Judith Shakespeare: A Romance, Volume 3

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Macmillan, 1884
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Page 149 - It was in the time that the earth begins to put on her new apparel against the approach of her lover, and that the sun running a most even course, becomes an indifferent arbiter between the night and the day...
Page 151 - ... comfort: here a shepherd's boy piping, as though he should never be old; there a young shepherdess knitting, and withal singing, and it seemed that her voice comforted her hands to work, and her hands kept time to her voice's music.
Page 150 - ... the third day after, in the time that the morning did strew roses and violets in the heavenly floor against the coming of the sun, the nightingales (striving one with the other, which could in most dainty variety recount their wrongcaused sorrow) made them put off their sleep, and rising from under a tree, which that night had been their pavilion, they went on their journey, which by and by welcomed Musidorus' eyes (wearied with the wasted soil of Laconia) with delightful prospects.
Page 155 - And it came to pass, when he saw her, that he rent his clothes, and said, Alas, my daughter ! Thou hast brought me very low, and thou art one of them that trouble me : for I have opened my mouth unto the Lord, and I cannot go back.
Page 151 - There were hills, which garnished their proud heights with stately trees ; humble valleys, whose base estate seemed comforted with the refreshing of silver rivers: .meadows, enamelled with all sorts of eye-pleasing' .flowers ; thickets, which being lined with most pleasant shade were witnessed so too, by the cheerful disposition of many well-tuned birds ; each pasture stored with sheep feeding with sober security, while the pretty lambs with bleating oratory craved the dam's comfort : here a shepherd's...
Page 8 - To linger a lover that looks to speed (In due time duly): ,Why, is it not simple?' she said, laughing. ' But now, instead of crossing hands, I think it far the prettier way that they should hold their hands up together — so : shall we try it, sweetheart ?, And then she had to sing another verse of the ballad : , Consider, sweet, what sighs and sobs, Do nip my heart with cruel throbs, And all, my dear, for the love of you (Trust me truly) : But I hope, that you will some mercy show (In due time...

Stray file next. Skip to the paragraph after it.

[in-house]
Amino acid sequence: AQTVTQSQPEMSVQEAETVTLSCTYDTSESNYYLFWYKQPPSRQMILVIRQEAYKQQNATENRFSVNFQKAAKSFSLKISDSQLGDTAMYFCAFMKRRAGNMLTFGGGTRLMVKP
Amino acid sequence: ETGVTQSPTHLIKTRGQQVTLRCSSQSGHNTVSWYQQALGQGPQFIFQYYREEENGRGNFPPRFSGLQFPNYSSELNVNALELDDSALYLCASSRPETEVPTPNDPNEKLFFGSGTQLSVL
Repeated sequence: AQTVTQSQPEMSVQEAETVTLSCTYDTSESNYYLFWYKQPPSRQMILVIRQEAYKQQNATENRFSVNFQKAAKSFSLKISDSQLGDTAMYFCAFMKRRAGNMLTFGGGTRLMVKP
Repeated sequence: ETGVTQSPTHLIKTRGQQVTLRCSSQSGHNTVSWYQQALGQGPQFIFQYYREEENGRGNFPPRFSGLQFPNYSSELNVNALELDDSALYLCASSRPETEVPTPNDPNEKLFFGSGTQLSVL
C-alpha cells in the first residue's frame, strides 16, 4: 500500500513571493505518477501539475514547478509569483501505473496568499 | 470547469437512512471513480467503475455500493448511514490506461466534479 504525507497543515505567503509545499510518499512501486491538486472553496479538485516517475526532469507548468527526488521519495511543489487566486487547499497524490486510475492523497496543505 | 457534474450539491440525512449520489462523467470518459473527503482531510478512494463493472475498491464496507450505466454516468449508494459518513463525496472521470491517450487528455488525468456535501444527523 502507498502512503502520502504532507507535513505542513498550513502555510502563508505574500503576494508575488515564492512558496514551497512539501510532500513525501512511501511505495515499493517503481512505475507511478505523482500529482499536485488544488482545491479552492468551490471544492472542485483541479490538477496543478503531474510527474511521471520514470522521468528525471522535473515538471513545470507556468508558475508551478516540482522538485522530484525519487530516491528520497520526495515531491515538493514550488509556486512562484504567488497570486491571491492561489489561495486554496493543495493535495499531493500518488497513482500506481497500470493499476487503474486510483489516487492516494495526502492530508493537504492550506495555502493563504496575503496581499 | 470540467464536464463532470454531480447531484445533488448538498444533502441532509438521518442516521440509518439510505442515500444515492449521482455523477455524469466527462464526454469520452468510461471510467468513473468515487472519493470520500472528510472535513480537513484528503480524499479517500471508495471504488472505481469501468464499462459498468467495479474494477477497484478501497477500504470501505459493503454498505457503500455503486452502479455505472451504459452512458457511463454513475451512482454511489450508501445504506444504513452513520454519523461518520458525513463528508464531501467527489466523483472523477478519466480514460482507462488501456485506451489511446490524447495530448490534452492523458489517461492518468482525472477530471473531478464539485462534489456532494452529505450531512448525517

Page 32 - ... tis no bargain." For the first time in her life Judith saw her father in a passion of anger. His color did not change; but there was a strange look about his mouth, and his eyes blazed. "Thou cursed fool," he said to the gardener, "'tis thou hast led these poor men into this folly." And then he turned to the bewildered constable, and took him by the arm. "Come, good friend," said he, in a kindly way, " come into the house and I will explain these matters to thee. Thou hast been misled by that...
Page 49 - Prudence, you are her nearest gossip; it can not be true!" she exclaimed ; and she turned to the young maiden, whose face was no longer pale and thoughtful, but rose-colored with shame and alarm. "For he says 'tis a story that is now everywhere abroad in London — and a laugh and a jest at the taverns — how that one Jack Orridge came down to Warwickshire, and made believe to be a wizard, and cozened Judith — Judith, Prudence, our Judith ! — heard ye ever the like ? — into a secret love affair;...
Page 29 - I but speak her words, so please your worship," said the ancient constable, with the air of one desperately trying to recall a lesson that had been taught him. "And all of them — they wur zaying as how she hath a power o' wisdom — and, 'Jeremy,' she saith, 'be not overbold with the worthy gentleman ; 'tis but a share ; and he be a right worthy and civil gentleman ; speak him fair, Jeremy,' she saith, ' and put thy better leg avore, and acquit thee as a man.
Page 50 - ... sister Judith — how can you wonder that my father should write in haste and in anger? That she should meet this young man day after day at a farm-house near to Bidford, and in secret, and listen to his stories of the court, believing him to be a worthy gentleman in misfortune ! A worthy gentleman truly ! — to come and make sport of a poor country maiden, and teach her to deceive her father and all of us, not one of us knowing — not one —

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